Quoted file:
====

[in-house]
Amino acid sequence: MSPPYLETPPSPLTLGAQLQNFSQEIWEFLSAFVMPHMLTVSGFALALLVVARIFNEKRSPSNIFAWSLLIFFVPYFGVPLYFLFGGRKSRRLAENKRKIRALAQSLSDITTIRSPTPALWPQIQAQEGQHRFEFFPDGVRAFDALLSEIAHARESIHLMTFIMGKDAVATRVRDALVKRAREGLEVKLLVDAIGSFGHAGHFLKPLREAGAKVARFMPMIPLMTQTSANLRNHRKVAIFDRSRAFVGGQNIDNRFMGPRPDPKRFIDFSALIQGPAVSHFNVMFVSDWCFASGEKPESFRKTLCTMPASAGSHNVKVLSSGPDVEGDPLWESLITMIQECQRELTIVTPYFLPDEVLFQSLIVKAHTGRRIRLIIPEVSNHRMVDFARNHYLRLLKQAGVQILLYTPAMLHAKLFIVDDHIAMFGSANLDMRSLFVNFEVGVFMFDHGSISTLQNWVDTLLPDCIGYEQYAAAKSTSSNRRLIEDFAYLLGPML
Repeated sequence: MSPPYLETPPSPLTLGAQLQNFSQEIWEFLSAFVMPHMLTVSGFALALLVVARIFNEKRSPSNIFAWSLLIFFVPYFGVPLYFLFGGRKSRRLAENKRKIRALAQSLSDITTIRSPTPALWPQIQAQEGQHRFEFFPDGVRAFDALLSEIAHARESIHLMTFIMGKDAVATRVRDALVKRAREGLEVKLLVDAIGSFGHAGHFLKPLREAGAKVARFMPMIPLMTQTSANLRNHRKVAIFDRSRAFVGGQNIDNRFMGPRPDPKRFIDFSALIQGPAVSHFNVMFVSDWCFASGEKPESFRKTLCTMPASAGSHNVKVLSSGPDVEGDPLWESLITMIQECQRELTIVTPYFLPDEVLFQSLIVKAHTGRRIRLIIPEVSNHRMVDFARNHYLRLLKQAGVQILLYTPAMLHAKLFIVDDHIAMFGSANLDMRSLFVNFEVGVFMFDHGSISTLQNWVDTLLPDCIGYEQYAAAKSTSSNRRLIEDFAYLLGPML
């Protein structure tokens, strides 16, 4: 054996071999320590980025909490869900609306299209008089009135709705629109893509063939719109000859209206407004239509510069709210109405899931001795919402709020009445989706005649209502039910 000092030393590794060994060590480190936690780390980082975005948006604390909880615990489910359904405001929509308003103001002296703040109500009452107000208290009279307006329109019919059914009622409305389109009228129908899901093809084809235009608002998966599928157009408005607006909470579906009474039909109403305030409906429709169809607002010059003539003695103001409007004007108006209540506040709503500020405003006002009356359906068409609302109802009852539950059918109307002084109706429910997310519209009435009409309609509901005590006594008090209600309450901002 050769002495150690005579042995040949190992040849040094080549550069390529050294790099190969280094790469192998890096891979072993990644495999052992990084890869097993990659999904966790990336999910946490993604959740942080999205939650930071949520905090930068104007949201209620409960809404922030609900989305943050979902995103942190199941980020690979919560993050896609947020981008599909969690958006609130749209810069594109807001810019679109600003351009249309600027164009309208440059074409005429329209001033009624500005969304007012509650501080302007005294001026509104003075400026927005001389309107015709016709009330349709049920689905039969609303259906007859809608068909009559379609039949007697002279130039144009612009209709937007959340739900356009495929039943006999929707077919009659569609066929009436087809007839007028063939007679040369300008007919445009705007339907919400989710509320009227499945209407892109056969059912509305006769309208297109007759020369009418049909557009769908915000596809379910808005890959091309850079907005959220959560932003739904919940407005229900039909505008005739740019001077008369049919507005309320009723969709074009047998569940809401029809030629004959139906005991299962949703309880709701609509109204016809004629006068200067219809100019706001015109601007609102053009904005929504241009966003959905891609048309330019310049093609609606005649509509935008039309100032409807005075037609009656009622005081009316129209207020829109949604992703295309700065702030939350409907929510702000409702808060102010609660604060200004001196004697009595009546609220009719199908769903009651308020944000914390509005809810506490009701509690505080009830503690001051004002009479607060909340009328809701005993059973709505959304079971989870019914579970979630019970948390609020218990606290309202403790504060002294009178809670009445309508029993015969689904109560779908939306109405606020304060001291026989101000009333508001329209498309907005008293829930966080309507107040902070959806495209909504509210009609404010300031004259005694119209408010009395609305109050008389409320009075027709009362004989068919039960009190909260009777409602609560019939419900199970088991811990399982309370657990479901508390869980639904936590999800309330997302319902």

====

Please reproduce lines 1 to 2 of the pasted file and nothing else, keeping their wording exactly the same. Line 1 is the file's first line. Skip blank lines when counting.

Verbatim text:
[in-house]
Amino acid sequence: MSPPYLETPPSPLTLGAQLQNFSQEIWEFLSAFVMPHMLTVSGFALALLVVARIFNEKRSPSNIFAWSLLIFFVPYFGVPLYFLFGGRKSRRLAENKRKIRALAQSLSDITTIRSPTPALWPQIQAQEGQHRFEFFPDGVRAFDALLSEIAHARESIHLMTFIMGKDAVATRVRDALVKRAREGLEVKLLVDAIGSFGHAGHFLKPLREAGAKVARFMPMIPLMTQTSANLRNHRKVAIFDRSRAFVGGQNIDNRFMGPRPDPKRFIDFSALIQGPAVSHFNVMFVSDWCFASGEKPESFRKTLCTMPASAGSHNVKVLSSGPDVEGDPLWESLITMIQECQRELTIVTPYFLPDEVLFQSLIVKAHTGRRIRLIIPEVSNHRMVDFARNHYLRLLKQAGVQILLYTPAMLHAKLFIVDDHIAMFGSANLDMRSLFVNFEVGVFMFDHGSISTLQNWVDTLLPDCIGYEQYAAAKSTSSNRRLIEDFAYLLGPML